Fitch sees Swedish systemic mortgage risks rising

Jul 17th, 2015

Systemic risks in Sweden’s mortgage market are increasing, Fitch said on Wednesday, adding that any disruptions could hit the wider banking sector, although it noted that banks are mitigating the risks while households have good debt servicing capabilities and rated banks are strongly capitalised.

Jens200Stating that the health of Sweden’s banking system is heavily dependent on effective mortgage and housing markets, Fitch said that while credit losses on mortgage loans are low, systemic risks are increasing, with rising house prices, heavily indebted consumers and generously structured loans.

“Disruptions in Sweden’s mortgage market would be likely to have widespread negative implications for the banking sector,” said Jens Hallén, senior director, Fitch Ratings.

“Mortgage loans are important for funding because the financing model for the banks relies on good quality loans, which can be used as collateral for covered bonds issued into the wholesale markets.”

Fitch cited material concentration risk, with retail mortgage lending representing on average 50% of loans extended by Nordea, Skandinaviska Enskilda Banken (SEB), Svenska Handelsbanken and Swedbank, compared with a 36% EU average.

Adding to the systemic risks, Fitch said, are long amortisation terms, with a high 70% of mortgage loans outstanding in Sweden being interest only, and with there being no statutory requirement for households to amortise housing loans.

However, Fitch noted that borrower behaviour has been changing, with more than seven out of 10 new borrowers taking out amortising mortgages in 2014, and added that it believes an introduction of stricter amortisation plans would reduce systemic risks.

In April, plans from the Swedish FSA (Finansinspektionen, or FI) to require that new Swedish mortgages originated from August should be amortised down to a LTV of 50% were rejected by parliament.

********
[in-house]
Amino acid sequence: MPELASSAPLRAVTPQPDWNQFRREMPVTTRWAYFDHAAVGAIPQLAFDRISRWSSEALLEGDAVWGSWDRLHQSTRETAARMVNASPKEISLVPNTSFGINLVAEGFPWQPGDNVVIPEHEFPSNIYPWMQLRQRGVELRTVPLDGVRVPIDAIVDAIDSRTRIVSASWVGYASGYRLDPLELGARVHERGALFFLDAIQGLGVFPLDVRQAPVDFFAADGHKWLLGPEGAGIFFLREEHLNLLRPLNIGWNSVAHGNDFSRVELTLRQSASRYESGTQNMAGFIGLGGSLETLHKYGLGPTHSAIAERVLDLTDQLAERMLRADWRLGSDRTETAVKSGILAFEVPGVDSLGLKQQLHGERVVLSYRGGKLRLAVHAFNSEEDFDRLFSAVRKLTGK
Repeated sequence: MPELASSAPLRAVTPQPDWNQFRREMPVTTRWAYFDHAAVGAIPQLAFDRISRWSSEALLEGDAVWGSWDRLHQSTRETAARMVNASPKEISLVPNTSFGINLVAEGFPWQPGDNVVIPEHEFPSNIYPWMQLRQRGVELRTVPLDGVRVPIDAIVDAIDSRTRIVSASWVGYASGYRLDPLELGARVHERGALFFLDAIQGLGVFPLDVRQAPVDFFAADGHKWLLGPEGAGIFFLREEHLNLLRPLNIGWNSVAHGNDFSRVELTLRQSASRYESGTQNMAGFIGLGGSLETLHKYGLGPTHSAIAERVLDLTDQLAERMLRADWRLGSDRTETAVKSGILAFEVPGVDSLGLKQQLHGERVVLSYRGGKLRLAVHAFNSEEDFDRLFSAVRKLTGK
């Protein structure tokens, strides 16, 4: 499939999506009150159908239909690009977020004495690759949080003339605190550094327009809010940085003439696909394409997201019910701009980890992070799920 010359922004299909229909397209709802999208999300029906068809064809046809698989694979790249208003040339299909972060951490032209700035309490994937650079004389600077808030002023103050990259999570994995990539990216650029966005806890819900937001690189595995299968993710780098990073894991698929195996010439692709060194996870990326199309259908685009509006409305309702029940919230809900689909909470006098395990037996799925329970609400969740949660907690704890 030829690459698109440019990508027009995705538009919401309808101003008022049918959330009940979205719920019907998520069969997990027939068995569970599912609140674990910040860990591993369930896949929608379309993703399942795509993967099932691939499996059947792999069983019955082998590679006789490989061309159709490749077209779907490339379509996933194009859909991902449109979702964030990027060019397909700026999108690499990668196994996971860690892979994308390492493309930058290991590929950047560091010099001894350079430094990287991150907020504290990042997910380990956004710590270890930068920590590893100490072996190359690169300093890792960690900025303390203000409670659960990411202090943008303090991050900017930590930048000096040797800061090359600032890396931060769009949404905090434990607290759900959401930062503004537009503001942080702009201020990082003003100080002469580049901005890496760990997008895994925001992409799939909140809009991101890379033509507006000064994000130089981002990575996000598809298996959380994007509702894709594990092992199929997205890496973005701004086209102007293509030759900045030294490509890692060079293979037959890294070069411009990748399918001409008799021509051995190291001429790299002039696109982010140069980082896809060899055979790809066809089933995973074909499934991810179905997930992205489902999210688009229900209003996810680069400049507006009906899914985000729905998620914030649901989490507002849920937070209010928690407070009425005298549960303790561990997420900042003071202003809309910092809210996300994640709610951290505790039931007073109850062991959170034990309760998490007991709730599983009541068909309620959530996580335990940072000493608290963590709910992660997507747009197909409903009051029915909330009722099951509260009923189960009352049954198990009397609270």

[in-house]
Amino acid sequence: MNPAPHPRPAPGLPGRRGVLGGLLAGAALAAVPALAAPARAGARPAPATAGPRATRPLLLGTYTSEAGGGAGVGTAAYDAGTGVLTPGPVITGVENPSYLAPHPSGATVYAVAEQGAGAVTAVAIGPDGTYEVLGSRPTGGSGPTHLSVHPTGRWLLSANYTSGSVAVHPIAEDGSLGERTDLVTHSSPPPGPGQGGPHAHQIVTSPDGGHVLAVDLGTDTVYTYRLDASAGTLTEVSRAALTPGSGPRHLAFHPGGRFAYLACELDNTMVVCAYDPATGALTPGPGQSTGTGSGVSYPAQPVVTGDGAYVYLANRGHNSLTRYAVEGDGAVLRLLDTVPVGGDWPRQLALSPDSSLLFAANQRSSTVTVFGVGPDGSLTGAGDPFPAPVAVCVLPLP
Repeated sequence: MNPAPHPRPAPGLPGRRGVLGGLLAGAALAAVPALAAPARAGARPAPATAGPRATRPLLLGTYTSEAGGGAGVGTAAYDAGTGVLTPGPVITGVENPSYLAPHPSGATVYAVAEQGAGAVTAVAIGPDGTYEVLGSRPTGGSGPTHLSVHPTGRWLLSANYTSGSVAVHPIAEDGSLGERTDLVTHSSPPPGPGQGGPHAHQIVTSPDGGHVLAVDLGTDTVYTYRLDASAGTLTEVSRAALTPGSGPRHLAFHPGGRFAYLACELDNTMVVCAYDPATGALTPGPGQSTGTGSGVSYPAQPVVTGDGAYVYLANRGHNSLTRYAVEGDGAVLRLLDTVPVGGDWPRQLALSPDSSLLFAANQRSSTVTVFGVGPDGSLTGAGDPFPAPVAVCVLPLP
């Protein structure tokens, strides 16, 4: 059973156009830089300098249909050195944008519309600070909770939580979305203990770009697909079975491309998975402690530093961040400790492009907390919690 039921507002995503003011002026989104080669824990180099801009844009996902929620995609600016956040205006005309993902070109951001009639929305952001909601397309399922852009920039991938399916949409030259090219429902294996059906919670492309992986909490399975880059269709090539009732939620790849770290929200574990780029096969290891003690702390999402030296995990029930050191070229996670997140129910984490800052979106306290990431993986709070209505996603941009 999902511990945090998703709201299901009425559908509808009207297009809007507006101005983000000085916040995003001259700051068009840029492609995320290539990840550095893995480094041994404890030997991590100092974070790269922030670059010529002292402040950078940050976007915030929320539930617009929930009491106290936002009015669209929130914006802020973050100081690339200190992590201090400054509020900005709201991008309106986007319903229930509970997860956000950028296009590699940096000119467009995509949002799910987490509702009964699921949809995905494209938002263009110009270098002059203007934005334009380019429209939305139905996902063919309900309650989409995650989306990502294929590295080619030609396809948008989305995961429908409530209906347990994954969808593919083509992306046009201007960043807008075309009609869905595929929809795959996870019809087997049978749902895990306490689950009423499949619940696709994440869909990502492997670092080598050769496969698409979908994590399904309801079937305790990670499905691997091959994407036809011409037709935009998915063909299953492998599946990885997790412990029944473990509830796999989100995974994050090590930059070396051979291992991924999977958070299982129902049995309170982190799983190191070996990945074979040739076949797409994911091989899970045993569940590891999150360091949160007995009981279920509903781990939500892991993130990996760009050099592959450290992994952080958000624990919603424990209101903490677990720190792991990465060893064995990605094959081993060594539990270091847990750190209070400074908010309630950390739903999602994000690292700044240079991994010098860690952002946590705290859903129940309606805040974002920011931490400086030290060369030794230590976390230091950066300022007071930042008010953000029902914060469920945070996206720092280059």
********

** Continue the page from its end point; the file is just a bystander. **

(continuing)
Fitch noted that Swedish house prices are among the highest in the developed world, with personal indebtedness levels also well above the EU average. While banks have managed mortgage risks in the past, with losses on mortgages low even during the 1990s crisis, Fitch said a significant downturn in house prices would hurt banks’ risks profiles.

“Changes to interest payment tax deductibility and property taxes could lead to falling property prices,” said Hallén. “Such issues have been aired by the Riksbank but political support for them is limited.”

Noting that 60% of mortgage loans are extended on floating rates and that the average household debt-to-income ratio reached 371% for new borrowers in 2014, according to FI, Fitch said sensitivity to rising interest rates is likely to be considerable.

However, the rating agency said that strong prudential oversight, such as an 85% LTV limit on mortgages, is keeping risks in check.

It also said that stress tests carried out by the Riksbank indicate that households have good debt servicing capabilities and rated banks are strongly capitalised, although the tests do not consider the impact of a slowdown in consumer spending on banks’ corporate portfolios nor feature reverse stress-tests.

“Nevertheless,” said Hallén, “the stress test results are consistent with our view that Fitch-rated Swedish banks have robust buffers to manage mortgage-related and other risks.”

Fitch noted that the ratings assigned to Sweden’s four leading banks range from A+, on positive outlook, to AA-, stable.

Meanwhile, FI on 23 June decided to increase the countercyclical capital buffer for Sweden to 1.5%.

FI in September 2014 took the decision to set a CCB at 1.0%, to apply from 13 September 2015. In May it proposed that the buffer should be set at 1.5% from 27 June 2016, given present economic conditions.

Email this to someoneShare on LinkedInTweet about this on TwitterShare on Google+Share on FacebookShare on RedditDigg thisPin on PinterestShare on Tumblr
Tags: , ,